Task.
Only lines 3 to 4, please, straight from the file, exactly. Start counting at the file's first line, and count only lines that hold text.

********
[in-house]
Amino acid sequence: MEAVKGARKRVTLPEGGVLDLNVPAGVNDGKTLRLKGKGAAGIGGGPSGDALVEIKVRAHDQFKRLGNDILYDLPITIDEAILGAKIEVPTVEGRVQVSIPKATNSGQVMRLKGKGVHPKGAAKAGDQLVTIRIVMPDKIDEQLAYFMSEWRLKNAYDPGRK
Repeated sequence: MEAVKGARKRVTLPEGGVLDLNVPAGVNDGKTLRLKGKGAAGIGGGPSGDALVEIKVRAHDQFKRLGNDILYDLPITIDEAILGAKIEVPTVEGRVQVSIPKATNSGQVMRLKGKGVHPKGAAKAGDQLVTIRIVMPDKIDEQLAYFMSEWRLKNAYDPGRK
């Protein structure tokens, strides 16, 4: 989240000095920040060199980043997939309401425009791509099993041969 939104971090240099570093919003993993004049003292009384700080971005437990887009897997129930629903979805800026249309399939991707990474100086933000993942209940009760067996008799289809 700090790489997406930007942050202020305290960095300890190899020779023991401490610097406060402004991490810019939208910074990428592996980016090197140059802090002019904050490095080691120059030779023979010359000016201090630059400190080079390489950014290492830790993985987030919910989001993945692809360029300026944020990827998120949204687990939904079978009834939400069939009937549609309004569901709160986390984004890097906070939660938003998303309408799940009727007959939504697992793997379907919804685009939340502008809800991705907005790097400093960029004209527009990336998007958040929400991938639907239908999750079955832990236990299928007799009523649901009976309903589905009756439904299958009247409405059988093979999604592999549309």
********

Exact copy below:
Repeated sequence: MEAVKGARKRVTLPEGGVLDLNVPAGVNDGKTLRLKGKGAAGIGGGPSGDALVEIKVRAHDQFKRLGNDILYDLPITIDEAILGAKIEVPTVEGRVQVSIPKATNSGQVMRLKGKGVHPKGAAKAGDQLVTIRIVMPDKIDEQLAYFMSEWRLKNAYDPGRK
């Protein structure tokens, strides 16, 4: 989240000095920040060199980043997939309401425009791509099993041969 939104971090240099570093919003993993004049003292009384700080971005437990887009897997129930629903979805800026249309399939991707990474100086933000993942209940009760067996008799289809 700090790489997406930007942050202020305290960095300890190899020779023991401490610097406060402004991490810019939208910074990428592996980016090197140059802090002019904050490095080691120059030779023979010359000016201090630059400190080079390489950014290492830790993985987030919910989001993945692809360029300026944020990827998120949204687990939904079978009834939400069939009937549609309004569901709160986390984004890097906070939660938003998303309408799940009727007959939504697992793997379907919804685009939340502008809800991705907005790097400093960029004209527009990336998007958040929400991938639907239908999750079955832990236990299928007799009523649901009976309903589905009756439904299958009247409405059988093979999604592999549309």